Issue Date: September 7, 2015
Wasp Venom Peptide Selectively Punctures Cancer Cell Membranes
Though few people would welcome a sting from the Brazilian wasp Polybia paulista, the wasp’s venom does contain a potentially useful molecule. The venom peptide MP1 selectively kills human cancer cells by creating pores in their membranes. Now researchers have found out why MP1 attacks tumor cells but not healthy ones.
The explanation suggests a possible new cellular structure to target when designing cancer drugs.
Research teams at São Paulo State University in Brazil and the University of Leeds in England determined that MP1’s selectivity arises from differences in the compositions of the phospholipid bilayers that make up healthy and cancer cell membranes (Biophys. J. 2015, DOI: 10.1016/j.bpj.2015.07.033). Tumor endothelial cells have large numbers of phospholipids called phosphatidylserine (PS) and phosphatidylethanolamine (PE) in the outer layer of their membranes; healthy cells do not.
To test whether MP1 targets this difference, the research groups created model membrane layers in solution composed of different combinations of phospholipids: one with just a common phospholipid called phosphatidylcholine (PC), one with PS and PC, one with PE and PC, and one with all three.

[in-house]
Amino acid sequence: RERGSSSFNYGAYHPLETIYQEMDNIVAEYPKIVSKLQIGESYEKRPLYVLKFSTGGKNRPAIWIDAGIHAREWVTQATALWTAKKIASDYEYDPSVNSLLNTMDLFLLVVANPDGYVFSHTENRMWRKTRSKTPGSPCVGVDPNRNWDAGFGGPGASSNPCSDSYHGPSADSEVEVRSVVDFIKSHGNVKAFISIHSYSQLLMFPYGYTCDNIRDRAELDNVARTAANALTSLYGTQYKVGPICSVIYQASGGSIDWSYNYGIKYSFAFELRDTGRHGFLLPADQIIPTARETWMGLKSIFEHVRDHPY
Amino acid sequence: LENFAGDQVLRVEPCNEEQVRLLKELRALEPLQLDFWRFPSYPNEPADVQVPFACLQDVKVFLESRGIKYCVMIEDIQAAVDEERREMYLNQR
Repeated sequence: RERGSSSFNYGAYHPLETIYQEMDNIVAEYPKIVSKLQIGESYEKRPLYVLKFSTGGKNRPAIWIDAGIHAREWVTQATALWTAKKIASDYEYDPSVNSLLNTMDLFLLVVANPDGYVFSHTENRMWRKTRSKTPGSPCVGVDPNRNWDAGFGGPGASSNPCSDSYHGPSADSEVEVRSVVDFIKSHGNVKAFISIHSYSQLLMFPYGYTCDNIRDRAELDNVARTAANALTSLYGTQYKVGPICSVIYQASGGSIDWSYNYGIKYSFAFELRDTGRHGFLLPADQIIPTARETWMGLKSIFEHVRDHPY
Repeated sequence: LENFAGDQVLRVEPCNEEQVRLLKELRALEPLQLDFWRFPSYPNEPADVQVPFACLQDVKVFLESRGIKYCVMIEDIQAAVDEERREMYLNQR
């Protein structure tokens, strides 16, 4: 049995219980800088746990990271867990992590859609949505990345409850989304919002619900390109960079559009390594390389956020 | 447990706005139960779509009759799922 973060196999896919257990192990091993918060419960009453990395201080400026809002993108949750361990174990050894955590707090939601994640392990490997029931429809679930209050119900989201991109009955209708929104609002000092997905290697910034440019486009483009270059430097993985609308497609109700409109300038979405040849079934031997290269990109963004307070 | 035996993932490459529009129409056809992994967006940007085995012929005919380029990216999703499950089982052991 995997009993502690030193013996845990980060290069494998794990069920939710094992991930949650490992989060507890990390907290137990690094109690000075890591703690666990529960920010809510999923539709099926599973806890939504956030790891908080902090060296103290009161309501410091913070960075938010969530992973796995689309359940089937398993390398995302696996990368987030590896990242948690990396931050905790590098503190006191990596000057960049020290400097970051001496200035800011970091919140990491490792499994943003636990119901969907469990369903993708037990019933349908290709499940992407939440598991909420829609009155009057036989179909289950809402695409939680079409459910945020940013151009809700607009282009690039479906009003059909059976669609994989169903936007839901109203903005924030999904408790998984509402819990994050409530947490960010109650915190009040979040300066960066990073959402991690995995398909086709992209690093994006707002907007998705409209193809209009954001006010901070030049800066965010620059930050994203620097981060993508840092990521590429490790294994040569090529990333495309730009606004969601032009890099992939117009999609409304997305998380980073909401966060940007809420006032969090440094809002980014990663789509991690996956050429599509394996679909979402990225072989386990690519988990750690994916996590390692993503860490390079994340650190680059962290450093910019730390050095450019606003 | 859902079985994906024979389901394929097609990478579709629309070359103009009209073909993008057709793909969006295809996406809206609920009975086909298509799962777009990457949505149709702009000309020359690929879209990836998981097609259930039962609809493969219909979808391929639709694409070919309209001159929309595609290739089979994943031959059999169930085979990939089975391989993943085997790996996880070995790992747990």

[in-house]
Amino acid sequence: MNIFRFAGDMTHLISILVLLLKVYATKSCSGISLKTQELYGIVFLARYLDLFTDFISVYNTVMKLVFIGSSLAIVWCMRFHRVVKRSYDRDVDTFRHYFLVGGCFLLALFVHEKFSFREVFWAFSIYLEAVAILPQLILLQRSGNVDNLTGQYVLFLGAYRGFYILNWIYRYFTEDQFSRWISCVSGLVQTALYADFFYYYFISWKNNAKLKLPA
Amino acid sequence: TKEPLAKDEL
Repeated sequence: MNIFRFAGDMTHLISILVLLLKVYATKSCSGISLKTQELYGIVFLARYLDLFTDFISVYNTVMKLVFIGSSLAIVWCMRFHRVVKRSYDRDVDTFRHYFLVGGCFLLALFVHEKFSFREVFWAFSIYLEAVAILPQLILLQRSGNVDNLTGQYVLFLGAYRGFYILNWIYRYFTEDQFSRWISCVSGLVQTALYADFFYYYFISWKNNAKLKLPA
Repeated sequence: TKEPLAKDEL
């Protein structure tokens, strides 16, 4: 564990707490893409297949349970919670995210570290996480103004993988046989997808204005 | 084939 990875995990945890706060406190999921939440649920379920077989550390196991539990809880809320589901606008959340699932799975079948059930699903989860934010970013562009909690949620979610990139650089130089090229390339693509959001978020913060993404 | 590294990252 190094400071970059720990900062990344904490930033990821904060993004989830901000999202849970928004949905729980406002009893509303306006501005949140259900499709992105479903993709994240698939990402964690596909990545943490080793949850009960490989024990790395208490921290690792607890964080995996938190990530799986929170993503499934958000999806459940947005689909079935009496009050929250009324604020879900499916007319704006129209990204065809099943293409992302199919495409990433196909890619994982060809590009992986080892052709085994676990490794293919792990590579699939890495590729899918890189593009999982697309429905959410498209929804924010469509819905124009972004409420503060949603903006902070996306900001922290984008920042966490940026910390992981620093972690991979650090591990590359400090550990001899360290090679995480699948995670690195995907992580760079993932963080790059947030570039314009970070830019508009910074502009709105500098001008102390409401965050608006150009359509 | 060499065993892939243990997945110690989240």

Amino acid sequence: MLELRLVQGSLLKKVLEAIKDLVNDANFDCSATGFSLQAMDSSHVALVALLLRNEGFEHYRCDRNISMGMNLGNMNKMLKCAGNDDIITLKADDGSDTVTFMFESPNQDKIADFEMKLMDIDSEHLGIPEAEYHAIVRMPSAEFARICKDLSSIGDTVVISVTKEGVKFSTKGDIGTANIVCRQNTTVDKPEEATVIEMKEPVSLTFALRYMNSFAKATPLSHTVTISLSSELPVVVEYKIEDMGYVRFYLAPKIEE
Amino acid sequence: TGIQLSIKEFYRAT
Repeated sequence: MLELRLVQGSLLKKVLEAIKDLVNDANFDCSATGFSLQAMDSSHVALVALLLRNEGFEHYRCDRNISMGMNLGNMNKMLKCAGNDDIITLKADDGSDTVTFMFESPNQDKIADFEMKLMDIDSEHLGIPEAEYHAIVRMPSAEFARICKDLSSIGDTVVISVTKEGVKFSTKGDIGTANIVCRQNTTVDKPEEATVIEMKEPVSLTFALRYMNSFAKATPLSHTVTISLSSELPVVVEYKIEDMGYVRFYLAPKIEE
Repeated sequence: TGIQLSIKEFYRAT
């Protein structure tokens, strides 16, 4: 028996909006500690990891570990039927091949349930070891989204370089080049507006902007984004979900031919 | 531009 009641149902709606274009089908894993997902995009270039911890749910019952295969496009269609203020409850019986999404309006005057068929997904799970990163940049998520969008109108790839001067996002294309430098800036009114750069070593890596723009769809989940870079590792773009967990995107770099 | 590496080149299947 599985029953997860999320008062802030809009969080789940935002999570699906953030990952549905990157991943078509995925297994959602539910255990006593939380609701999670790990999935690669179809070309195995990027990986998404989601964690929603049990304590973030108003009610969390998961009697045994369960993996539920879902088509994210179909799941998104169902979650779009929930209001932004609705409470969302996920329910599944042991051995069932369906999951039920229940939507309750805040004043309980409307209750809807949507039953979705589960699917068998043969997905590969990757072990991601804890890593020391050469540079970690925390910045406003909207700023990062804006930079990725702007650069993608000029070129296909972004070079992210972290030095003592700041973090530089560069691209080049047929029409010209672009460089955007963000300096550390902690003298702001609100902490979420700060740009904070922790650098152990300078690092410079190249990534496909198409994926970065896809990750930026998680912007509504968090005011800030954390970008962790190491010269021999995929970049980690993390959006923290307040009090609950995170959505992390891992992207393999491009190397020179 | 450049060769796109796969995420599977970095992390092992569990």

Using several types of imaging, including atomic force microscopy, researchers found that MP1 didn’t form pores in the PC-only membranes. The peptide bound to the PC/PS membrane, but the pores it made were small enough for the membrane to seal itself. The PC/PE membrane, on the other hand, created larger pores but in small quantities. Only with the PC/PE/PS membrane did MP1 produce pores numerous enough and severe enough to create leaks able to kill a cell.
The prevailing wisdom in drug development is that membrane lipids aren’t good drug targets because drug interactions with them are not specific, says Georg Pabst, professor of molecular biosciences at the University of Graz in Austria. “The present study nicely shows that interactions with membrane lipids are specific indeed.” Pabst, who was not involved in the study, says the researchers’ results “strongly nurture a change in paradigm in drug design.”
- Chemical & Engineering News
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